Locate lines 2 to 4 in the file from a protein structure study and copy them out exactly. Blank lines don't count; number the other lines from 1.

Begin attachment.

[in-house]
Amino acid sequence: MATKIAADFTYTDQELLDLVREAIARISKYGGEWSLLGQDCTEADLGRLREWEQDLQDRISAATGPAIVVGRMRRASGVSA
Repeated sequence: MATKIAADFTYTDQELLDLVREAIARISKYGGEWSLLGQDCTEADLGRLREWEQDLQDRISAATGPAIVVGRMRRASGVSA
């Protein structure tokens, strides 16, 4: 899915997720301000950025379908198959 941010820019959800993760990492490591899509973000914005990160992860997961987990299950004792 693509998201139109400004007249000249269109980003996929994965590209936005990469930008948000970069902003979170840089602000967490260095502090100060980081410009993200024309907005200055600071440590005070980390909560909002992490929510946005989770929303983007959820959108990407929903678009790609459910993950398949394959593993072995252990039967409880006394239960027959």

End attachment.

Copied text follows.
Amino acid sequence: MATKIAADFTYTDQELLDLVREAIARISKYGGEWSLLGQDCTEADLGRLREWEQDLQDRISAATGPAIVVGRMRRASGVSA
Repeated sequence: MATKIAADFTYTDQELLDLVREAIARISKYGGEWSLLGQDCTEADLGRLREWEQDLQDRISAATGPAIVVGRMRRASGVSA
């Protein structure tokens, strides 16, 4: 899915997720301000950025379908198959 941010820019959800993760990492490591899509973000914005990160992860997961987990299950004792 693509998201139109400004007249000249269109980003996929994965590209936005990469930008948000970069902003979170840089602000967490260095502090100060980081410009993200024309907005200055600071440590005070980390909560909002992490929510946005989770929303983007959820959108990407929903678009790609459910993950398949394959593993072995252990039967409880006394239960027959």